64. Someone asked a musician, “Is that a real song or did you make that up?”

    I bet they didn’t undertand the art and creative process of writing, cooking or cook books either.

    Ther ain’t much better than home cooking.

    Dr. B, author, “The Mandolin Case”

  65. My great grandfather was a chef in Calgary in the early 1900’s. His book of recipes is still in the family, although I haven’t seen it yet. The branch of the family that has it live in Seattle, and it was guarded by a 95 year old lady who wouldn’t show anyone, fearing they would take it away from her. When she died, it fell into the hands of her 75 year old son, who also is suspicious of new fangled things like scanners, I think.

  66. Cookbooks are amazing to me! I would love to write one one day. When my grandmother got sick, I inherited her cookbooks and they are the most precious things I own. Every page that is dog eared, spilled on, or has measurements that are re-written is a special connection to her.

  67. In a way, I think they are even more real than those “real books” we find in books stores. Our history, love, and experiences go into making a book real or not.

  68. Nice entry! I loooooove ‘old’ stuff and have an very [as in very very] old book [passed on by my mum] with recipes. My mum used it when young and it was

  69. I agree family recipes and old cookbooks are to be treasured. We have a few that are hopelessly out of date and I still wouldn’t think to toss them. I won’t ever make a gelatin mold, well never say never, but I still like to have them on the shelf.

  70. My grandma loved cooking and we all loved to hang out in the kitchen with her…..when she passed away everyone in the family picked a favorite receipe that she used to make and we made a cookbook of her food…. My mom uses her book all the time.

  71. What a wonderful post you’ve written here! I too have fond memories of handwritten recipe books. Well, in my family what we have the most of are really published cookbooks with all the relevant recipes edited! My grandmother could never follow a recipe more than once, and my mother and I are the same!

  72. It’s a treat to hear how your memories have been drawn back to the family kitchens. Cookbooks represent great foods that were shared around dinner tables and at party gatherings… all good times to remember.

  73. ตั๋วเครื่องบินราคาถูก,จองตั๋วเครื่องบิน,ตั๋วเครื่องบิน says:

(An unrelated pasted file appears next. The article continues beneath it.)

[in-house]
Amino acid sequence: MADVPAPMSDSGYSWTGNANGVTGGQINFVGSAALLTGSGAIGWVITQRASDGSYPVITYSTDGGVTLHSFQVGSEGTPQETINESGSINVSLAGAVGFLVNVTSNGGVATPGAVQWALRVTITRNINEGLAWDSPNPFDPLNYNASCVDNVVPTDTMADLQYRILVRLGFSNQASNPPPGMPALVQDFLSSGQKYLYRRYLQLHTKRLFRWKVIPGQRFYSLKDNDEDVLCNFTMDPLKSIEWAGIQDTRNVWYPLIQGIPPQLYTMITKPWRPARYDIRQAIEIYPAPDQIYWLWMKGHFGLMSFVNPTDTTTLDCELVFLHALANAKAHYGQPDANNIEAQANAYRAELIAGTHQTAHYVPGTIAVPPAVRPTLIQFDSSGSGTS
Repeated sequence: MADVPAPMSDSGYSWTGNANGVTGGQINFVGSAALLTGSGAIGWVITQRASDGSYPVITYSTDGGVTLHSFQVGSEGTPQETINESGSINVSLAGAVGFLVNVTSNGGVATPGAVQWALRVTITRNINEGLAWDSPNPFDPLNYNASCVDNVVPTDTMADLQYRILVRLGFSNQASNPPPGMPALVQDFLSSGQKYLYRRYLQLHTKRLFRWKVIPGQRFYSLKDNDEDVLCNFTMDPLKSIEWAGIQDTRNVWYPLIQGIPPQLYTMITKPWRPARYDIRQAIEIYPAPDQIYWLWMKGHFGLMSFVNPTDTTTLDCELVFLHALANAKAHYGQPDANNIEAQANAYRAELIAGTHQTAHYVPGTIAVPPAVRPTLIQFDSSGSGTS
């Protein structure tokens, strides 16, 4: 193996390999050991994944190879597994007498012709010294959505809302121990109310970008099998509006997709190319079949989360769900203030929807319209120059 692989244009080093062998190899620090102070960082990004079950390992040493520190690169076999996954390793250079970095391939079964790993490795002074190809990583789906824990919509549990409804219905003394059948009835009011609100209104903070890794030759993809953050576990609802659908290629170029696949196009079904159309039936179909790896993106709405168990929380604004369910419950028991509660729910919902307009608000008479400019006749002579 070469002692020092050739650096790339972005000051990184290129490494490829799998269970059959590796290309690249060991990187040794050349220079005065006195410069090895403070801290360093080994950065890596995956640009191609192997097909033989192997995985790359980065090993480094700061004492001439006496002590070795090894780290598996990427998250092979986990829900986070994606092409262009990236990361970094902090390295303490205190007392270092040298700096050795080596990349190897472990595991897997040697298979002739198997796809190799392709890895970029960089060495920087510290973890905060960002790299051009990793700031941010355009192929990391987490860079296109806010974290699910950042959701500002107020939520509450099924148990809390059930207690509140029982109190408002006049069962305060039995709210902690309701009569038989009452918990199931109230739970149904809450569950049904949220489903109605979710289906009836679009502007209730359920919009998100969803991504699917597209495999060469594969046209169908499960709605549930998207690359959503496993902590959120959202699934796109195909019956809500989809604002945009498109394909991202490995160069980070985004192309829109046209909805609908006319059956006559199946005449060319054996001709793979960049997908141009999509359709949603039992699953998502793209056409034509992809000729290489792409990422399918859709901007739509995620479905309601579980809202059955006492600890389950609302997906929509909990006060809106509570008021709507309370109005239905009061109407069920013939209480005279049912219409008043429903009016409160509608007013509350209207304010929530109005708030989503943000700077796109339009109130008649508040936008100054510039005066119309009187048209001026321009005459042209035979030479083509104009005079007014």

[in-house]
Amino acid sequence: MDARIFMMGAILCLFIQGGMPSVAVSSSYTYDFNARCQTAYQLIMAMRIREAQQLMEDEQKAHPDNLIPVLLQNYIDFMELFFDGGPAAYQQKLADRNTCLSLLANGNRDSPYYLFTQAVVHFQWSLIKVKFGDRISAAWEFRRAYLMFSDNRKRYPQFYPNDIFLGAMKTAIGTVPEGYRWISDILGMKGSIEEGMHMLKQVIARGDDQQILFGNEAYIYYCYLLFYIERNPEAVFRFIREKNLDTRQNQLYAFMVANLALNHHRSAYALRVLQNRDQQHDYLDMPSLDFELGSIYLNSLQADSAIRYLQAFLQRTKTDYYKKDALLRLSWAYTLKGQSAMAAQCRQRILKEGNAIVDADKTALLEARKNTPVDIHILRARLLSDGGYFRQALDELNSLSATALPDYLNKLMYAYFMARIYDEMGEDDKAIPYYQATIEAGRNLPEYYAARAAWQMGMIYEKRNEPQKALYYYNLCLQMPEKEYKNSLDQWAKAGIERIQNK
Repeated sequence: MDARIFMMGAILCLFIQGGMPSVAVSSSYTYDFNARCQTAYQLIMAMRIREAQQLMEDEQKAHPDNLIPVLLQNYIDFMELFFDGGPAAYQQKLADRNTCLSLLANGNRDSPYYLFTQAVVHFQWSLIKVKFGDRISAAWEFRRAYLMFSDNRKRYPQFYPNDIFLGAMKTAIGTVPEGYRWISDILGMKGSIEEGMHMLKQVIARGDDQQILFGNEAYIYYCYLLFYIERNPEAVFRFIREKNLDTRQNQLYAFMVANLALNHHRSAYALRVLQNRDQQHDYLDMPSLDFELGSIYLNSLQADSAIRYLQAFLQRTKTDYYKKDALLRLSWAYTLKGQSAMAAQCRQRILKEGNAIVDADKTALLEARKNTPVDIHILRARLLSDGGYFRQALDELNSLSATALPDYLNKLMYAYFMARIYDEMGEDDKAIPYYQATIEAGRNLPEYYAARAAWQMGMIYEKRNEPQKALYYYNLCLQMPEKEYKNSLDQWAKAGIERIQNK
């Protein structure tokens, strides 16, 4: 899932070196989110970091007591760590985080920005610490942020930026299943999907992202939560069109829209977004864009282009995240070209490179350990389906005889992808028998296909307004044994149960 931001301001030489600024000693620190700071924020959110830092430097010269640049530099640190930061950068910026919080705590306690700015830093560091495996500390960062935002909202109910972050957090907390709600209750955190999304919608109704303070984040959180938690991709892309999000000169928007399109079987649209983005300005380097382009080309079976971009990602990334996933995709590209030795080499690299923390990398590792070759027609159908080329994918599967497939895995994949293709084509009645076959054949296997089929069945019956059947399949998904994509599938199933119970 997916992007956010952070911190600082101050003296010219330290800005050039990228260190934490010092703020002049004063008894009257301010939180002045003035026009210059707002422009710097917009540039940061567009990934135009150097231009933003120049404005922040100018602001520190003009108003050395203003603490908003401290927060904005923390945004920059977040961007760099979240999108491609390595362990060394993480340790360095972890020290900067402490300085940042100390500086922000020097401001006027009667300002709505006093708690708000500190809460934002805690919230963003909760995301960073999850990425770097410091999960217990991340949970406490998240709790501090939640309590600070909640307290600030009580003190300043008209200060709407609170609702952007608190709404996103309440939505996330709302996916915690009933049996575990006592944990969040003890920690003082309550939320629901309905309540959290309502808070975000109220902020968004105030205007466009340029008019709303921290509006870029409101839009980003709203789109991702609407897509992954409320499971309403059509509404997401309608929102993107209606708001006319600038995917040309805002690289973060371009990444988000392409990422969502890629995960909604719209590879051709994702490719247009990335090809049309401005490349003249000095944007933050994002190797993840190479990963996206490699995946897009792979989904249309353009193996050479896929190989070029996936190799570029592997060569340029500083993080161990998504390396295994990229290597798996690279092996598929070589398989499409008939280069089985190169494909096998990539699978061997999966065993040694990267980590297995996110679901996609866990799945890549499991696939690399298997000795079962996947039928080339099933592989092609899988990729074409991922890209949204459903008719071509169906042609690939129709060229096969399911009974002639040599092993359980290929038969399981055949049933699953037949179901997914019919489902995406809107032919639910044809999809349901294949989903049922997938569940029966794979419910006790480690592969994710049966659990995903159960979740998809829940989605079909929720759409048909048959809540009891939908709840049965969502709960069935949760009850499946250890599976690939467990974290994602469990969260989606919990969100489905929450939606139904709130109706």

My mom never used a cookbook or written recipes, and when I’d ask how she made some of my favorite foods she’d never have an exact measurement for the ingredients. I tried duplicating her vegetable soup–my favorite food–based on the list of things she included, but I could never get it to taste the same.

    My daughter gave me a Better Homes and Gardens cookbook for Christmas last year, so I guess our future generations will grow up with those recipes!

  74. I’d laugh at someone who said cookbooks aren’t real books. They most definitely are! As you said, cookbooks have a huge presence in bookstores, and I’ve seen three entire bookcases dedicated to them in some of the Borders’ stores I’ve been too.

    My mother has an entire hoard of cookbooks she loves. They include books passed down straight from my great-grandmother, and the pages might be old and well worn, but the book is still as intact as it was in those days. In fact, I assure you one thing my mother would save in the event of a calamity would be her cookbooks!

    I don’t personally have a favorite recipe, though there are some common ones that I adore. My mom usually tends to add an extra little zing to them, and they taste amazing.

    I guess my favorite common recipe would be the one for blueberry muffins, which I think everyone knows!

  75. Thanks for adding your thoughts here. One of my daughters would be able to relate to the soup problem… she claims she can’t make her turkey soup taste like mine! And blueberry muffins? I love blueberry muffins… especially when they’re made with tiny, sweet, wild blueberries. 🙂

I'd love to hear from you!

Fill in your details below or click an icon to log in: Logo

You are commenting using your account. Log Out /  Change )

Facebook photo

You are commenting using your Facebook account. Log Out /  Change )

Connecting to %s